Healthcare utilization and treatment patterns in diabetic macular edema in Korea: A retrospective chart review

Kyu Hyung Park, Yun Young Kim, Young Joon Jo, Jaeryung Oh, Joo Eun Lee, Ji Eun Lee, Dong Ho Park, Se Woong Kang, Won Ki Lee, Ha Kyoung Kim, Michael Adena, Jonathan Tan, Si Dong Kim

    Research output: Contribution to journalArticlepeer-review

    9 Citations (Scopus)


    Background: Limited data exist on real-world treatment patterns for diabetic macular edema (DME) in Korea. In this study, we investigated DME treatment patterns from 2009 to 2014 and the impact of baseline treatment on healthcare resource utilization and visual acuity (VA) outcomes. Methods: A retrospective cohort chart review of DME patients treated at 11 hospital ophthalmology clinics between January 1, 2012 and December 31, 2013 was conducted. We collected data on demographics, healthcare resource utilization (clinic visits, treatment visits, and visits for ocular investigations), distribution of DME treatments, and VA. Results: Overall, 522 DME patients (men, 55.2%; mean age, 59 years; mean HbA1c [n = 209], 8.4%) with 842 DME eyes were evaluated. For all treatments, healthcare resource utilization was significantly higher during the first 6 months versus months 7-12, year 2, or year 3 (P ≤ 0.001), but was highest for patients whose first treatment was an anti-vascular endothelial growth factor (VEGF) treatment (visits/quarter; anti-VEGF, 1.9; corticosteroids, 1.7; laser, 1.4). Use of macular laser therapy decreased (44% to 8%), whereas use of anti-VEGF injections increased (44% to 69%) during the study period. However, VA improvement was not commensurate with healthcare resource utilization of anti-VEGF treatment (mean VA gain, 2.7 letters). Conclusion: A trend toward increasing use of intravitreal anti-VEGF injections for DME treatment was observed in Korea. However, the frequency of dosing and monitoring was lower in clinical practice versus major clinical trials, which may have led to the less-than-favorable improvements in visual outcomes.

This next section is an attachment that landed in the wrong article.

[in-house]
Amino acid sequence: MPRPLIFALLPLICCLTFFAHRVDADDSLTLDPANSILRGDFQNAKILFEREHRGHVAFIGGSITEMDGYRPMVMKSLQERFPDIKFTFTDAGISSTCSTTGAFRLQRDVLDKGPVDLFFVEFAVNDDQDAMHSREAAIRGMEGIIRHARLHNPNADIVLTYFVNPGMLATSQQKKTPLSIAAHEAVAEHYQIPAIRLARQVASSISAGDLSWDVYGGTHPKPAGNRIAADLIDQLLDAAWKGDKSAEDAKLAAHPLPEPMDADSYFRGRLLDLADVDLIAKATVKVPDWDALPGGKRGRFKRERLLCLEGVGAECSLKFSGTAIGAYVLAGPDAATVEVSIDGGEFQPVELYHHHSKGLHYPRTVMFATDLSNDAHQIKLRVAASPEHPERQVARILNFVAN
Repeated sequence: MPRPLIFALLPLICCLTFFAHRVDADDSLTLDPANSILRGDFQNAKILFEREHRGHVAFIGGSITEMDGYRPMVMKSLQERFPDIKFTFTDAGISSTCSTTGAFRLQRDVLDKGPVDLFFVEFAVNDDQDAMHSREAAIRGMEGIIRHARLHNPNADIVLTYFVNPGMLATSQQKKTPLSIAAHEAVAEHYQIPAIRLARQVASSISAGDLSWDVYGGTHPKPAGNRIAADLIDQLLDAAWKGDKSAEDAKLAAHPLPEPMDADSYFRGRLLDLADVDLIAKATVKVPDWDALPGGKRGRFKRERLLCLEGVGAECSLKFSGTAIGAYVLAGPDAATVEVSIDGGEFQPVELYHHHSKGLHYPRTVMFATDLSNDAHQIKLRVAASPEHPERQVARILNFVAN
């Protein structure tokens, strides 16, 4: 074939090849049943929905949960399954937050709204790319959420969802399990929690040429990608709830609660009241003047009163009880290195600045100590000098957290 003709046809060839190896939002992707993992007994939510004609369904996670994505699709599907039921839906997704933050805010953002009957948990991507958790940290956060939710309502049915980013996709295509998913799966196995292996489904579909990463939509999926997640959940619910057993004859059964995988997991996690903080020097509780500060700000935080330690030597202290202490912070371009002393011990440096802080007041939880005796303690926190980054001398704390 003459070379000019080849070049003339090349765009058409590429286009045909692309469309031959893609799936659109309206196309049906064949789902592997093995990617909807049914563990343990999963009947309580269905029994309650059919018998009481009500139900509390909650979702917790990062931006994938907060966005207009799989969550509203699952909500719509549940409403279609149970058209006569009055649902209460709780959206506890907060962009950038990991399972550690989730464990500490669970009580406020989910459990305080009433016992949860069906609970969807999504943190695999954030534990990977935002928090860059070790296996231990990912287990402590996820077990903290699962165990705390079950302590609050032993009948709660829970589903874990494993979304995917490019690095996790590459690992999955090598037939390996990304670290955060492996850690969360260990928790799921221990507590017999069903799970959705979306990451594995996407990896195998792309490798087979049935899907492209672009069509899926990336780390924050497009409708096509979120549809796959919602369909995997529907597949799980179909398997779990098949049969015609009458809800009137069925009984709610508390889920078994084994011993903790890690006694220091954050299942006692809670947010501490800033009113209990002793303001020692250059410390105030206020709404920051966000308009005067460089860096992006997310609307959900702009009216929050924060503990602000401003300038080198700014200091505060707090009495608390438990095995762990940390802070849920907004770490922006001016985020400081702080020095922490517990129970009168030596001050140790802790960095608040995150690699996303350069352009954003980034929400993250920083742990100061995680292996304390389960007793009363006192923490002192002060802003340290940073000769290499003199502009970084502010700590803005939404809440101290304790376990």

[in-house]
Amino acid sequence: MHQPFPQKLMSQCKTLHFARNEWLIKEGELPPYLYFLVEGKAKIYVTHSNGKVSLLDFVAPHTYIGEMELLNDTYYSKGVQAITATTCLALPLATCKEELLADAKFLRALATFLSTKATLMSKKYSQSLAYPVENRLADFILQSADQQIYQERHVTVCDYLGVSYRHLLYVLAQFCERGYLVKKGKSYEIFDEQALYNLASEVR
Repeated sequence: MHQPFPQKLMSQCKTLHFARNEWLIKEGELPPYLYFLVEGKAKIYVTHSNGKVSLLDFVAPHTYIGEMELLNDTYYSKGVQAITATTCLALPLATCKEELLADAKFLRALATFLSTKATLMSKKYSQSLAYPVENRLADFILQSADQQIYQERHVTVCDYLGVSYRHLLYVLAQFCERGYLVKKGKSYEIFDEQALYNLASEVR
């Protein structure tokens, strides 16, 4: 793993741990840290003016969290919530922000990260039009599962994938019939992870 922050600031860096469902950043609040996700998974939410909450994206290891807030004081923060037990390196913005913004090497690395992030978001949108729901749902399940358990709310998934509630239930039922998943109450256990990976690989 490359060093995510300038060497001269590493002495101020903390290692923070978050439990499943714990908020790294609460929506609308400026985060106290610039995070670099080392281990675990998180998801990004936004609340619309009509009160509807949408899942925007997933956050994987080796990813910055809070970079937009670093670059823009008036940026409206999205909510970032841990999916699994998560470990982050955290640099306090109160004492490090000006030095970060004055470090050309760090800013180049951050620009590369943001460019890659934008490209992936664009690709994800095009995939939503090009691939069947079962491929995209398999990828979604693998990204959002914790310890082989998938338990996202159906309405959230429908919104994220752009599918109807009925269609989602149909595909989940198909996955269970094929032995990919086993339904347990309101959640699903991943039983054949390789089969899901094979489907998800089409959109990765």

Original languageEnglish
    Article numbere118
    JournalJournal of Korean medical science
    Issue number15
    Publication statusPublished - 2019 Apr 22

    Bibliographical note

    Publisher Copyright:
    © 2019 The Korean Academy of Medical Sciences.


    • Anti-VEGF
    • Clinical practice patterns
    • Intravitreal injections
    • Laser therapy
    • Visual acuity
    • Visual outcomes

    ASJC Scopus subject areas

    • General Medicine


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